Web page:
The Surf Check. How to Survey the Beach
One of the most important observations you can make when you start surfing is to understand how to read the ever changing conditions of the ocean. These include the ingredients you hear or see in the daily surf report forecast; winds, tides and swell. They also include the topography of the beach, what lies under the waves and the caliber of the surfer in the water that day.
It’s best when you start surfing to choose one beach that has smaller waves and offshore wind conditions during the season of the year that you will be surfing. Get to know the beach and the waves that break on it intimately. Know the surf report for that specific beach or area each time you physically go down to check it. With the daily wind direction, wind speed, high and low tide times and heights, swell size and direction, as well as the swell interval, you can begin to visually see how the daily report’s conditions actually are in that moment.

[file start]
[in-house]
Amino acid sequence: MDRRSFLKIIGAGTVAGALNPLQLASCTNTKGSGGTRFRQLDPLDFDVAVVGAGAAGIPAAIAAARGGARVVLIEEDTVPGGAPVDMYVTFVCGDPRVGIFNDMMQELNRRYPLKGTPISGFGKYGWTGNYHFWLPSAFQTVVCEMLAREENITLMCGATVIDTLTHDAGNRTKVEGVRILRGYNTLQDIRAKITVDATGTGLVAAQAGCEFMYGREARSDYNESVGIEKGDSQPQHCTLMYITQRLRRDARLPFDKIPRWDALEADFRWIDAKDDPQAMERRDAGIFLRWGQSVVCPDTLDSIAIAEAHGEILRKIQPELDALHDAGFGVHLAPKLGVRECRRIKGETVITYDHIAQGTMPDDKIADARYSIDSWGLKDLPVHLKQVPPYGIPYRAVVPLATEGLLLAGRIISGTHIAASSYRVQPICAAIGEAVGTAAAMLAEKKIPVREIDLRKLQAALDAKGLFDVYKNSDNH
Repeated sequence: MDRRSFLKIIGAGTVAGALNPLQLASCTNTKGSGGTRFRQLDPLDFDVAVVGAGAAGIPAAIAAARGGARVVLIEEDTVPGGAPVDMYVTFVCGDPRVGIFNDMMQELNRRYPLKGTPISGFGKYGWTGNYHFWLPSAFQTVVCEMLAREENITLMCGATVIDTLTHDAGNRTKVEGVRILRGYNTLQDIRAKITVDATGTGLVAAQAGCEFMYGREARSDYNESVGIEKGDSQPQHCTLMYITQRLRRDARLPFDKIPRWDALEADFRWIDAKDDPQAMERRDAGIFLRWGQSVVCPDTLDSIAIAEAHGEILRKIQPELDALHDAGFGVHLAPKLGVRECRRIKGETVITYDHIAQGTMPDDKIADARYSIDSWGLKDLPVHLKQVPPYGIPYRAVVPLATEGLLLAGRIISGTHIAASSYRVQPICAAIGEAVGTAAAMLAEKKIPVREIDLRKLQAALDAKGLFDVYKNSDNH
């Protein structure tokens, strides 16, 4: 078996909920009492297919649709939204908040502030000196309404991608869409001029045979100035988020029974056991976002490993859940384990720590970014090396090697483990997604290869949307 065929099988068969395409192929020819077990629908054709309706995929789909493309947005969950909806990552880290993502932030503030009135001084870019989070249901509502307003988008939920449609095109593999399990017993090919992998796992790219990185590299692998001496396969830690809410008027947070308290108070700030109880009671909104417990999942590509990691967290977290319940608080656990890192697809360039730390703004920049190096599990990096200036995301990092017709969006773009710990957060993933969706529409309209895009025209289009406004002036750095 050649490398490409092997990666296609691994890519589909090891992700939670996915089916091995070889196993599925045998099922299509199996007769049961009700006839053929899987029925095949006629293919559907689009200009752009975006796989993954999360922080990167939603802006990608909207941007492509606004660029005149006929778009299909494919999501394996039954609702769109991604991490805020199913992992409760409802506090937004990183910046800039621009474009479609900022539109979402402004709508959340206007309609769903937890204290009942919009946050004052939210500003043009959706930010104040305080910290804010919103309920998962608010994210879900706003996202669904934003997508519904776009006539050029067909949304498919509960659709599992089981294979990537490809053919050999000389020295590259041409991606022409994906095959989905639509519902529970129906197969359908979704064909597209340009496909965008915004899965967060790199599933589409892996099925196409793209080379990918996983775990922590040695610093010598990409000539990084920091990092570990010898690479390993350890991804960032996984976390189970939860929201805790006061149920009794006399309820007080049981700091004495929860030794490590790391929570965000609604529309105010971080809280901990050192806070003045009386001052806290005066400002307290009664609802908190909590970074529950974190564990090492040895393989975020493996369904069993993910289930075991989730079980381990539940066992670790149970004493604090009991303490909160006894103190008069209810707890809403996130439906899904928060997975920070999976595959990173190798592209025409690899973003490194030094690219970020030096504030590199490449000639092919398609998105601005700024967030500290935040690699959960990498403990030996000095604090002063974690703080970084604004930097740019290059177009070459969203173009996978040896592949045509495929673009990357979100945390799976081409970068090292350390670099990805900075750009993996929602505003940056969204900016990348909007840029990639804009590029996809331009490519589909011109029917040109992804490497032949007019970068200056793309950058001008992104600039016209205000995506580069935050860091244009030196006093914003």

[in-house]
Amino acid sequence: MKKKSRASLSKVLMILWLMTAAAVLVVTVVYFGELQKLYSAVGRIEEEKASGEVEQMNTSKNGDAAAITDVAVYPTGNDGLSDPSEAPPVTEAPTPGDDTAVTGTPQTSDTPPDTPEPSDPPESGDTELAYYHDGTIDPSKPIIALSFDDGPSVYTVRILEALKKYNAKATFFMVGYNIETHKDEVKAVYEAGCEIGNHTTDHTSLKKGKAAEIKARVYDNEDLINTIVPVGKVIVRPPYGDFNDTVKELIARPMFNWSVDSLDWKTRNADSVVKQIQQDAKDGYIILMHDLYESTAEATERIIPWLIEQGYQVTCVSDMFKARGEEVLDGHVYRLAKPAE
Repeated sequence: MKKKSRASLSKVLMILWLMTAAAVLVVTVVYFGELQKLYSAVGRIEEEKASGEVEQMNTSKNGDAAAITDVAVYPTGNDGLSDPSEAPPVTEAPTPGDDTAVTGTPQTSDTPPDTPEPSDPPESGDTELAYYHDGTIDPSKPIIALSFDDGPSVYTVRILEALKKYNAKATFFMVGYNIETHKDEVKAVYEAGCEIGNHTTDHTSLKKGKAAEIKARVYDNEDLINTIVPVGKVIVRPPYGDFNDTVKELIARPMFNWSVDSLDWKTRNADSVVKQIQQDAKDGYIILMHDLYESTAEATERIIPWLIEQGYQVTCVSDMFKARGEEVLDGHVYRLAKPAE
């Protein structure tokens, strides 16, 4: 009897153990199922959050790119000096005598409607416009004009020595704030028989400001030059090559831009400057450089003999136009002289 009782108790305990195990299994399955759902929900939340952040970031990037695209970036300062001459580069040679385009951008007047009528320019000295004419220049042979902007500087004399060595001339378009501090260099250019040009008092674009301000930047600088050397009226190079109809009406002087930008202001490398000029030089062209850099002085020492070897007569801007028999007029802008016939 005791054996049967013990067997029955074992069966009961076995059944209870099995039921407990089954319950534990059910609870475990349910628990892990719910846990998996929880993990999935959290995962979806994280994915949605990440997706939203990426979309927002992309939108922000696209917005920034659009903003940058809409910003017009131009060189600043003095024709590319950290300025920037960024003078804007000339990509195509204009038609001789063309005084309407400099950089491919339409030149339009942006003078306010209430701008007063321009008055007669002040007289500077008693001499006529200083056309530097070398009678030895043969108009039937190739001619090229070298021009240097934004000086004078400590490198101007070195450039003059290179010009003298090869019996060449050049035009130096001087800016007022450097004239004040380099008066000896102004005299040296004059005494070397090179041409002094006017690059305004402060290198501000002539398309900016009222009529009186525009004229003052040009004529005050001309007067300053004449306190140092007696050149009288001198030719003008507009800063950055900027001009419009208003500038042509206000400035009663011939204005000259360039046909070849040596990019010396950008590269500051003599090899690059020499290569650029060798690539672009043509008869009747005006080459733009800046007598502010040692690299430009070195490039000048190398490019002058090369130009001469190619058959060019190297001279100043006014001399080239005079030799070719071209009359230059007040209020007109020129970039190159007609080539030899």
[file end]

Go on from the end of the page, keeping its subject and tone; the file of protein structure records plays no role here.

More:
Take time when you’re getting to know your favorite beach to see it on the very low tides. This is an ideal time to see the topography of the beach, determining if it is a sandbar, a rocky break or a reef break as well as discovering any objects to avoid, like a tree stump buried in the sandbar, large boulders, or dangerous debris. Seeing the beach on very low tides is like seeing the skeleton of an animal without its flesh. You will begin to notice how it changes from day to day, week to week and month to month, ever changing. You will also see how the water moves back out on higher tides, by the way it wears away the sand, creating channels and riptide zones that remain wet and holding shallow water, even on low tides. On higher tides, with the water up over them, these become natural exits for the ocean’s water. Making a mental note of where they are on the beach is helpful both in paddling out using them when you are intermediate in your skills or avoiding those areas completely as a beginner practicing on the inside break, the white water.
Lastly, pay attention during your surf check to see who is out surfing. What level of surfer is catching the waves at the peak? Are they at your skill level in surfing or much better? When conditions are good, usually more advanced and skilled surfers paddle out to the outside break. On these sessions, you may want to continue to practice catching waves on the inside break or paddle down the beach to another peak, so that you’re not in the way of more skilled surfers.
To learn more forecast specifics about The Recipe for a Perfect Wave, join us in one of our amazing and fun filled ocean experiences at www.nwwomenssurfcamps.com.